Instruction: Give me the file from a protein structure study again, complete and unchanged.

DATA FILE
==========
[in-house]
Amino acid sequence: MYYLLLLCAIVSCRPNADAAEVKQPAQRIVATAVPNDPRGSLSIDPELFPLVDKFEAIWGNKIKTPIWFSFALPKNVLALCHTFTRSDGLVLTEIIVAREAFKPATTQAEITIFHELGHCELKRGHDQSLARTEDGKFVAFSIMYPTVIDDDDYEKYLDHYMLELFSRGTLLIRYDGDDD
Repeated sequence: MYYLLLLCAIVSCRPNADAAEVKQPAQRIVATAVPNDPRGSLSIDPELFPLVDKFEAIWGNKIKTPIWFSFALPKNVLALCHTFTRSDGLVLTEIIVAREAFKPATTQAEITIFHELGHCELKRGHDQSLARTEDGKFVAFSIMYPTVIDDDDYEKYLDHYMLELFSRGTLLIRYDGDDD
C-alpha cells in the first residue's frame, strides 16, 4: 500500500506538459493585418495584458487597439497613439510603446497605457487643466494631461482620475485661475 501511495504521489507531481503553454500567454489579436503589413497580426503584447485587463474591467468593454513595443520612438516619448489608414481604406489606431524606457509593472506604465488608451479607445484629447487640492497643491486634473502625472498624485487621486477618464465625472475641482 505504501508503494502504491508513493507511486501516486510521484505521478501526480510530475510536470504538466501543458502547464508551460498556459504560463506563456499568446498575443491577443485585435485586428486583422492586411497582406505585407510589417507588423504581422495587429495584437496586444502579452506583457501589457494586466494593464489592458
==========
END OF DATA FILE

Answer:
[in-house]
Amino acid sequence: MYYLLLLCAIVSCRPNADAAEVKQPAQRIVATAVPNDPRGSLSIDPELFPLVDKFEAIWGNKIKTPIWFSFALPKNVLALCHTFTRSDGLVLTEIIVAREAFKPATTQAEITIFHELGHCELKRGHDQSLARTEDGKFVAFSIMYPTVIDDDDYEKYLDHYMLELFSRGTLLIRYDGDDD
Repeated sequence: MYYLLLLCAIVSCRPNADAAEVKQPAQRIVATAVPNDPRGSLSIDPELFPLVDKFEAIWGNKIKTPIWFSFALPKNVLALCHTFTRSDGLVLTEIIVAREAFKPATTQAEITIFHELGHCELKRGHDQSLARTEDGKFVAFSIMYPTVIDDDDYEKYLDHYMLELFSRGTLLIRYDGDDD
C-alpha cells in the first residue's frame, strides 16, 4: 500500500506538459493585418495584458487597439497613439510603446497605457487643466494631461482620475485661475 501511495504521489507531481503553454500567454489579436503589413497580426503584447485587463474591467468593454513595443520612438516619448489608414481604406489606431524606457509593472506604465488608451479607445484629447487640492497643491486634473502625472498624485487621486477618464465625472475641482 505504501508503494502504491508513493507511486501516486510521484505521478501526480510530475510536470504538466501543458502547464508551460498556459504560463506563456499568446498575443491577443485585435485586428486583422492586411497582406505585407510589417507588423504581422495587429495584437496586444502579452506583457501589457494586466494593464489592458